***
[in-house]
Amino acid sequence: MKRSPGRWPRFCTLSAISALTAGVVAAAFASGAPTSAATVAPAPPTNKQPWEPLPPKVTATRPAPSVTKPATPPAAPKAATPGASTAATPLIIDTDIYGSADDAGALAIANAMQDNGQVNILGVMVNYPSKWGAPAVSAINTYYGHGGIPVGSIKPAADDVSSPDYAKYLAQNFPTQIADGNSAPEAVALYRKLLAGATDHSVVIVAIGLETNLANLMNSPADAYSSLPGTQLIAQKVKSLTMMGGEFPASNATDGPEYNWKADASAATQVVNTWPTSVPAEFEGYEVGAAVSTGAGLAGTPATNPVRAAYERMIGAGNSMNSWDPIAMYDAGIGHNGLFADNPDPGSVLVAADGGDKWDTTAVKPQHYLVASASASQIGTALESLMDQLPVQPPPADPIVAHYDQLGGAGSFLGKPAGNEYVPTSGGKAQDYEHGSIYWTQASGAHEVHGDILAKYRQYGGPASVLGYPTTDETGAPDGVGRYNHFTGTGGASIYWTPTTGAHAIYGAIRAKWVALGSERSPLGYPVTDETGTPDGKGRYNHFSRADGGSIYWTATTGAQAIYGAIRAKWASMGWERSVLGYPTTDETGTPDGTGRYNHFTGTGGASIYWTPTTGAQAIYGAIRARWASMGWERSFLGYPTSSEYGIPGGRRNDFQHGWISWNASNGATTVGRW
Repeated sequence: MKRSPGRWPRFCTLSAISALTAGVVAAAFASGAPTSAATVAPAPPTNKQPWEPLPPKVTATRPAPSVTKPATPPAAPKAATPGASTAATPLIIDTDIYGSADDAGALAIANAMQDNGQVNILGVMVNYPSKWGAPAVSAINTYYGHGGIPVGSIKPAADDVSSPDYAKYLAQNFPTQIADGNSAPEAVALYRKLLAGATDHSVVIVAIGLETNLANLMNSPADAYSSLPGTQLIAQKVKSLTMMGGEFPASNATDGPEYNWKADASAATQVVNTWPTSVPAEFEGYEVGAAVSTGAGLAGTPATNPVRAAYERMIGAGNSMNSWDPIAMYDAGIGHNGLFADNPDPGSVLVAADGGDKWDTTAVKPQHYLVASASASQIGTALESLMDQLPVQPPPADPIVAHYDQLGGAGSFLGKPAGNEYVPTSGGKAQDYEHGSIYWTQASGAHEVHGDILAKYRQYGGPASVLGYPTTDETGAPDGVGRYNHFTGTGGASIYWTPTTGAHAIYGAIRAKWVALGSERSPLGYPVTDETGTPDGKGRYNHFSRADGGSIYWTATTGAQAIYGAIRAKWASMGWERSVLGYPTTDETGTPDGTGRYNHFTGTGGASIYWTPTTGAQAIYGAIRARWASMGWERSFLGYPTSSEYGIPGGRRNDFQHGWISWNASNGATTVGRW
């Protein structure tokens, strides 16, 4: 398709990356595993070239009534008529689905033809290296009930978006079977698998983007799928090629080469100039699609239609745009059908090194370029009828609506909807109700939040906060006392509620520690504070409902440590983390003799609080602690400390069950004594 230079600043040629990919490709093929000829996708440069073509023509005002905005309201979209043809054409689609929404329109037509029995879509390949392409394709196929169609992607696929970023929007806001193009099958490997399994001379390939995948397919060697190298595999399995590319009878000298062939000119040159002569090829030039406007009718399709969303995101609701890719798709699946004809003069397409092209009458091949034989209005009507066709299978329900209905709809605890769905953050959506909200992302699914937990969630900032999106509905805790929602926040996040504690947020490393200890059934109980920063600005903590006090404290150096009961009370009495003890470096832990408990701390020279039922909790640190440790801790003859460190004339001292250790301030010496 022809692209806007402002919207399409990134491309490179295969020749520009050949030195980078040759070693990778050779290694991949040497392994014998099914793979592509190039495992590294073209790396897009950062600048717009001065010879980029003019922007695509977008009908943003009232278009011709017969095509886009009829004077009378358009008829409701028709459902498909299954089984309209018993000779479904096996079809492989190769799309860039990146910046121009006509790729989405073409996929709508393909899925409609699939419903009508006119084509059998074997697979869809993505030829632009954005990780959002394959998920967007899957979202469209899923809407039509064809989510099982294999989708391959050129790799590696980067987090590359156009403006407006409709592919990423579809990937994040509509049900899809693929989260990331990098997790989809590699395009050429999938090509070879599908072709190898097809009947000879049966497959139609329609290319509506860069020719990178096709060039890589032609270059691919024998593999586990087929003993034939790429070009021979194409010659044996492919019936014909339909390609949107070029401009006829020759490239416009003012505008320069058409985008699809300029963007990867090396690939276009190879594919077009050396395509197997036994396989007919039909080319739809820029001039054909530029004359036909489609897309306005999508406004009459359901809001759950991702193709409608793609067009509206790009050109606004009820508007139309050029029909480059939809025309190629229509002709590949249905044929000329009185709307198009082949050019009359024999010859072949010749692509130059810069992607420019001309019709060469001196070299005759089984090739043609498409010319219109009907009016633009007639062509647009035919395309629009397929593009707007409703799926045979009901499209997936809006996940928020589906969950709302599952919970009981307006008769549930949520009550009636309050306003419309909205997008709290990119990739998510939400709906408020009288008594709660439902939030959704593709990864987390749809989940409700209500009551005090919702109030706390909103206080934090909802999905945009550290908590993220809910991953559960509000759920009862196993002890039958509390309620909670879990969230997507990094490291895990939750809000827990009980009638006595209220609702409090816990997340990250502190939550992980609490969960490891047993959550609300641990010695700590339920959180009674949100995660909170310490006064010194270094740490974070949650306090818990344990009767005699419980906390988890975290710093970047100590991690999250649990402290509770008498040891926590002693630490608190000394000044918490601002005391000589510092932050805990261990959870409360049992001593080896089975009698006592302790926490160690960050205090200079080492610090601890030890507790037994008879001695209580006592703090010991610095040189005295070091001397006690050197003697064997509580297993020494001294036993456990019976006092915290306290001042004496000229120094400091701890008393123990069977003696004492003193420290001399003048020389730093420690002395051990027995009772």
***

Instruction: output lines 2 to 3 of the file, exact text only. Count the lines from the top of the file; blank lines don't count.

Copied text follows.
Amino acid sequence: MKRSPGRWPRFCTLSAISALTAGVVAAAFASGAPTSAATVAPAPPTNKQPWEPLPPKVTATRPAPSVTKPATPPAAPKAATPGASTAATPLIIDTDIYGSADDAGALAIANAMQDNGQVNILGVMVNYPSKWGAPAVSAINTYYGHGGIPVGSIKPAADDVSSPDYAKYLAQNFPTQIADGNSAPEAVALYRKLLAGATDHSVVIVAIGLETNLANLMNSPADAYSSLPGTQLIAQKVKSLTMMGGEFPASNATDGPEYNWKADASAATQVVNTWPTSVPAEFEGYEVGAAVSTGAGLAGTPATNPVRAAYERMIGAGNSMNSWDPIAMYDAGIGHNGLFADNPDPGSVLVAADGGDKWDTTAVKPQHYLVASASASQIGTALESLMDQLPVQPPPADPIVAHYDQLGGAGSFLGKPAGNEYVPTSGGKAQDYEHGSIYWTQASGAHEVHGDILAKYRQYGGPASVLGYPTTDETGAPDGVGRYNHFTGTGGASIYWTPTTGAHAIYGAIRAKWVALGSERSPLGYPVTDETGTPDGKGRYNHFSRADGGSIYWTATTGAQAIYGAIRAKWASMGWERSVLGYPTTDETGTPDGTGRYNHFTGTGGASIYWTPTTGAQAIYGAIRARWASMGWERSFLGYPTSSEYGIPGGRRNDFQHGWISWNASNGATTVGRW
Repeated sequence: MKRSPGRWPRFCTLSAISALTAGVVAAAFASGAPTSAATVAPAPPTNKQPWEPLPPKVTATRPAPSVTKPATPPAAPKAATPGASTAATPLIIDTDIYGSADDAGALAIANAMQDNGQVNILGVMVNYPSKWGAPAVSAINTYYGHGGIPVGSIKPAADDVSSPDYAKYLAQNFPTQIADGNSAPEAVALYRKLLAGATDHSVVIVAIGLETNLANLMNSPADAYSSLPGTQLIAQKVKSLTMMGGEFPASNATDGPEYNWKADASAATQVVNTWPTSVPAEFEGYEVGAAVSTGAGLAGTPATNPVRAAYERMIGAGNSMNSWDPIAMYDAGIGHNGLFADNPDPGSVLVAADGGDKWDTTAVKPQHYLVASASASQIGTALESLMDQLPVQPPPADPIVAHYDQLGGAGSFLGKPAGNEYVPTSGGKAQDYEHGSIYWTQASGAHEVHGDILAKYRQYGGPASVLGYPTTDETGAPDGVGRYNHFTGTGGASIYWTPTTGAHAIYGAIRAKWVALGSERSPLGYPVTDETGTPDGKGRYNHFSRADGGSIYWTATTGAQAIYGAIRAKWASMGWERSVLGYPTTDETGTPDGTGRYNHFTGTGGASIYWTPTTGAQAIYGAIRARWASMGWERSFLGYPTSSEYGIPGGRRNDFQHGWISWNASNGATTVGRW